Elite: Dangerous is a neat game, however right now I see it mostly as a single-player game. I play it entirely in the “Solo” mode, and I don’t feel like I’m missing anything without other people around. Thus I wouldn’t consider it a contender for 2014’s MMO of the year, despite how bad the other choices were.
From what I can surmise, there are only two possible outcomes that can happen if you encounter another person: Either they can a) ignore you or b) try to shoot you down. (I suppose some weirdos might try c) start a conversation.) As far as I know, there are no group objectives to go after yet (such as world bosses), so there is nothing to “team up” with other spaceships for. So if you’re not a fan of Open World PvP I would suggest just sticking with Solo play. For me, Star Wars-style space battles aren’t what I want from a space game, so I just play Solo. (I’m not sure what I do want from a space game, but I know it’s not space battles. At least not with other people. It takes long enough to kill the AI pilots–it would probably take a good half hour to kill another person in an evenly-matched battle.)
The fact that you have to manually pilot your ship everywhere in Elite: Dangerous is both a blessing and a curse. I’ve always liked the idea of EVE but in practice I always felt like there was little or no interactivity in the gameplay–that is, you just click a couple of buttons and your ship automatically flies to a new spot. It’s neat, but during that time, you yourself just sit there staring at the screen doing nothing. That makes it very hard for me to justify paying a subscription for it.
In Elite: Dangerous, the process is entirely interactive, which makes it feel more like a game. Unfortunately, over time, the curse of it is that piloting your ship between systems gets a little old. Flying from system to system feels like “grinding”–just repeating the same actions over and over again. You start to wish for an auto-pilot so you could press a button, get up, do something else, and come back to find your ship docked at the next system. (In real life, I would think real space ships would have exactly that.) There’s an auto-docking computer you can buy which is sort of the right idea, but it doesn’t work very well (it keeps dinging my ship because it lands too hard) and it doesn’t pilot between systems. Maybe they’ll add a full auto-pilot in the future. I’d probably even pay real money for that.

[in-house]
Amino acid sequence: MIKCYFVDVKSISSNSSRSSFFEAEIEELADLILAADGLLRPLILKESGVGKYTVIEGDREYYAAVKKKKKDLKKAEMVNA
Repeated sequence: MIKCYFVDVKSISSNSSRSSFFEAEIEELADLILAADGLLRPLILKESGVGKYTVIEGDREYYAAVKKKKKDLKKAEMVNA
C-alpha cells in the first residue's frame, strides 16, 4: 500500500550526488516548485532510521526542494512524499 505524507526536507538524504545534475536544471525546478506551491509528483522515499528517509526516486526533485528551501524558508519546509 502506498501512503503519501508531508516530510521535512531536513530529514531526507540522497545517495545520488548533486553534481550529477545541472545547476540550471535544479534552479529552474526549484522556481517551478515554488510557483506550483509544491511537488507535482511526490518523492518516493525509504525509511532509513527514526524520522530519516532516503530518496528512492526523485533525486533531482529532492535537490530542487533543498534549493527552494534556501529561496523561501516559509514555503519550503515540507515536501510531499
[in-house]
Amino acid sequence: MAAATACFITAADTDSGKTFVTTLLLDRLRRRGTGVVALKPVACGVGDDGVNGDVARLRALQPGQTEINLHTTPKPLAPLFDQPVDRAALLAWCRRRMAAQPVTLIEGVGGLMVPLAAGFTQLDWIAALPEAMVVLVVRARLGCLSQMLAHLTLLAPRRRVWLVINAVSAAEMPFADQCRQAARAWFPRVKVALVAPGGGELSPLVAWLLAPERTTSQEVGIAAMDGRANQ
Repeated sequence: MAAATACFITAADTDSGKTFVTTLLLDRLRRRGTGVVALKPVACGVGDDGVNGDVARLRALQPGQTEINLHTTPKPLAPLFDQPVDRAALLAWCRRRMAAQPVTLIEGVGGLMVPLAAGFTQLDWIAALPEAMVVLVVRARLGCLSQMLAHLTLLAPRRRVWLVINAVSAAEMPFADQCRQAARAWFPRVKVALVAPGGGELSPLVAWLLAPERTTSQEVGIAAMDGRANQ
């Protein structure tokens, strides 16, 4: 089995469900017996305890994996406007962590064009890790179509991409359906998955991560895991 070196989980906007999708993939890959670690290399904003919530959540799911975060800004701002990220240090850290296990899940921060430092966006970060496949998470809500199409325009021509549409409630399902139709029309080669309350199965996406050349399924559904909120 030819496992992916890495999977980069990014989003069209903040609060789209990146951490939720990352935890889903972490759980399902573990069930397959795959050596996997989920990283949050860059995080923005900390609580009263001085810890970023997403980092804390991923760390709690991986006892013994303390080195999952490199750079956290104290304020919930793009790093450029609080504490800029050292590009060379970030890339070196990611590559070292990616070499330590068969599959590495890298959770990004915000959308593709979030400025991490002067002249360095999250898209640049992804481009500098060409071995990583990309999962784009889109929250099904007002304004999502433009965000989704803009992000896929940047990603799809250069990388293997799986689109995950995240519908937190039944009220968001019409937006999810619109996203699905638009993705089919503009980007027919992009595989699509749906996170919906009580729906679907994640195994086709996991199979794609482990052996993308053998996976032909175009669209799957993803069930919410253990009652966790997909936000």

Beware that it takes some time and practice to learn to fly your ship. It took me a couple of days before I could do anything but rotate around like an idiot in one place.
The default mouse-and-keyboard setup gives you your basic flight-simulator controls: Left and right to roll, up and down for pitch. You can get around like that, but to fly more efficiently (especially while docking) you’re also going to want to learn to use the up, down, left, and right thrusters, and the left and right yaw.
Expect it to take a dozen or so docking attempts before you start to get the hang of it. In those first ones, you’ll feel like a senior citizen trying to drive with macular degeneration. Do not turn off the rotational correction unless you are a serious masochist. Your ship will survive banging into walls and stuff so don’t worry too much about that.
Don’t worry if you run out of oxygen and die in deep space like I did. You’ll get a new Sidewinder ship for free. (Also, don’t forget to refuel every time you dock somewhere.)
Get to know your Frame Shift Drive (the ‘J’ key by default). It took me a while to realize this, but there are actually two different “modes” of the Frame Shift Drive. One is for flying between systems, and one is for flying within systems. If you notice that you can’t stop, it’s because your Frame Shift Drive is still on because you’re flying inside a solar system.
The basic idea with trading is to buy goods that have a High Supply and sell them to systems where they are in High Demand. The Galactic Map is not terribly helpful in giving you that information either. If you follow the trade routes on the map, you might end up getting boned. I don’t know if it’s a bug or if I’m using it wrong, but I’ve had to make lists of the items in high demand at various systems in a separate document.
The fastest way to make money by far is trading, by the way. Exploration, mining, and collecting bounties is really, really slow. It can take you hours and hours to make the same amount of money you’d get in one trip between adjacent systems. I’d really like to see those activities get improved rewards. I would do more of them but it’s just not worth it right now.
Since trading is pretty much the only effective way to “level up” in the game (ie. make more money), it gets pretty routine after a while. For that reason, my attention has drifted away from Elite: Dangerous to other things. Still, it’s a cool game, and I think I got my money’s worth. I’ll pop back in from time to time to see what they’re doing with it.